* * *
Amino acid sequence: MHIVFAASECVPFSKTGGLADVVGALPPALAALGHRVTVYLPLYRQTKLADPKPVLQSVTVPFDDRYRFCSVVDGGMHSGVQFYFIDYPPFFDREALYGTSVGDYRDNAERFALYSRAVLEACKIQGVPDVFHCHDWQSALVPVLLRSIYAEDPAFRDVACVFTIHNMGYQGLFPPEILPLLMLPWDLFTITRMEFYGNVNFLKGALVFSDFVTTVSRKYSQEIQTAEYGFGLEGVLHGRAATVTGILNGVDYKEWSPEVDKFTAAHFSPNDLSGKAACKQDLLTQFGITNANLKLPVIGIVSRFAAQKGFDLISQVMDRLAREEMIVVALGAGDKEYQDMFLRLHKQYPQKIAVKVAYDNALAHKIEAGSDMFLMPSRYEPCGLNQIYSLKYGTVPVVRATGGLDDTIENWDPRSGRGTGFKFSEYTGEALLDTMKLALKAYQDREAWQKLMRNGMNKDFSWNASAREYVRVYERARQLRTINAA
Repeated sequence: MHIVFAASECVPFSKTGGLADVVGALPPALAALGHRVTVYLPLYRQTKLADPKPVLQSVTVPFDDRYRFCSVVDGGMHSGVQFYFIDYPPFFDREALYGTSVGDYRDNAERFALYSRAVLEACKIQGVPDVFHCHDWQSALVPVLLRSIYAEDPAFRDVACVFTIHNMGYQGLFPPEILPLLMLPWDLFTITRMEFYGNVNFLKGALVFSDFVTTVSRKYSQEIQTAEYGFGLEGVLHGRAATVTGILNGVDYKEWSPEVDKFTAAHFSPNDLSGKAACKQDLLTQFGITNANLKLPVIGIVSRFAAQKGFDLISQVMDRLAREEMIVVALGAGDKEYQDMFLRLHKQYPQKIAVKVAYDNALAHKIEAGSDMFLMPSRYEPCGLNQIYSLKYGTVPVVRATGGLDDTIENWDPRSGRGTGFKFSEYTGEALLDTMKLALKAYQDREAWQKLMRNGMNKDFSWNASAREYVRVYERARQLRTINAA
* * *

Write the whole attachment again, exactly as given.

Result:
Amino acid sequence: MHIVFAASECVPFSKTGGLADVVGALPPALAALGHRVTVYLPLYRQTKLADPKPVLQSVTVPFDDRYRFCSVVDGGMHSGVQFYFIDYPPFFDREALYGTSVGDYRDNAERFALYSRAVLEACKIQGVPDVFHCHDWQSALVPVLLRSIYAEDPAFRDVACVFTIHNMGYQGLFPPEILPLLMLPWDLFTITRMEFYGNVNFLKGALVFSDFVTTVSRKYSQEIQTAEYGFGLEGVLHGRAATVTGILNGVDYKEWSPEVDKFTAAHFSPNDLSGKAACKQDLLTQFGITNANLKLPVIGIVSRFAAQKGFDLISQVMDRLAREEMIVVALGAGDKEYQDMFLRLHKQYPQKIAVKVAYDNALAHKIEAGSDMFLMPSRYEPCGLNQIYSLKYGTVPVVRATGGLDDTIENWDPRSGRGTGFKFSEYTGEALLDTMKLALKAYQDREAWQKLMRNGMNKDFSWNASAREYVRVYERARQLRTINAA
Repeated sequence: MHIVFAASECVPFSKTGGLADVVGALPPALAALGHRVTVYLPLYRQTKLADPKPVLQSVTVPFDDRYRFCSVVDGGMHSGVQFYFIDYPPFFDREALYGTSVGDYRDNAERFALYSRAVLEACKIQGVPDVFHCHDWQSALVPVLLRSIYAEDPAFRDVACVFTIHNMGYQGLFPPEILPLLMLPWDLFTITRMEFYGNVNFLKGALVFSDFVTTVSRKYSQEIQTAEYGFGLEGVLHGRAATVTGILNGVDYKEWSPEVDKFTAAHFSPNDLSGKAACKQDLLTQFGITNANLKLPVIGIVSRFAAQKGFDLISQVMDRLAREEMIVVALGAGDKEYQDMFLRLHKQYPQKIAVKVAYDNALAHKIEAGSDMFLMPSRYEPCGLNQIYSLKYGTVPVVRATGGLDDTIENWDPRSGRGTGFKFSEYTGEALLDTMKLALKAYQDREAWQKLMRNGMNKDFSWNASAREYVRVYERARQLRTINAA